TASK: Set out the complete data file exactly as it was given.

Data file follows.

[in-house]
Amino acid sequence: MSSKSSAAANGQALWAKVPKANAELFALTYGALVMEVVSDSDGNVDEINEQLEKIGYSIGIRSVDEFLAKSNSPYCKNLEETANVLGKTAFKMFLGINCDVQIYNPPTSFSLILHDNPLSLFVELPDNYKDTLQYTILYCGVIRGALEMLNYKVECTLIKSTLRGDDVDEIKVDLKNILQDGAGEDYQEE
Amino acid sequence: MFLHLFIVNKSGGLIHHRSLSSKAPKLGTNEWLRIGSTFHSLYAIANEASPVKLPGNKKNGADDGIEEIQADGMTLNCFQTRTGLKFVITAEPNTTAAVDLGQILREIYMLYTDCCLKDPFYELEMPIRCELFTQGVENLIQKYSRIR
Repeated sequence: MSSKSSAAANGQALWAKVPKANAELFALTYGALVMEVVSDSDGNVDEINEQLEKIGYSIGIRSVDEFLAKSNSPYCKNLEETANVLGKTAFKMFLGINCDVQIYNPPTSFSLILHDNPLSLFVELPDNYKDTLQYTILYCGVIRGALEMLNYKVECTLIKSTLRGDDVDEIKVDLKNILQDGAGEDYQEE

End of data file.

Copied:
[in-house]
Amino acid sequence: MSSKSSAAANGQALWAKVPKANAELFALTYGALVMEVVSDSDGNVDEINEQLEKIGYSIGIRSVDEFLAKSNSPYCKNLEETANVLGKTAFKMFLGINCDVQIYNPPTSFSLILHDNPLSLFVELPDNYKDTLQYTILYCGVIRGALEMLNYKVECTLIKSTLRGDDVDEIKVDLKNILQDGAGEDYQEE
Amino acid sequence: MFLHLFIVNKSGGLIHHRSLSSKAPKLGTNEWLRIGSTFHSLYAIANEASPVKLPGNKKNGADDGIEEIQADGMTLNCFQTRTGLKFVITAEPNTTAAVDLGQILREIYMLYTDCCLKDPFYELEMPIRCELFTQGVENLIQKYSRIR
Repeated sequence: MSSKSSAAANGQALWAKVPKANAELFALTYGALVMEVVSDSDGNVDEINEQLEKIGYSIGIRSVDEFLAKSNSPYCKNLEETANVLGKTAFKMFLGINCDVQIYNPPTSFSLILHDNPLSLFVELPDNYKDTLQYTILYCGVIRGALEMLNYKVECTLIKSTLRGDDVDEIKVDLKNILQDGAGEDYQEE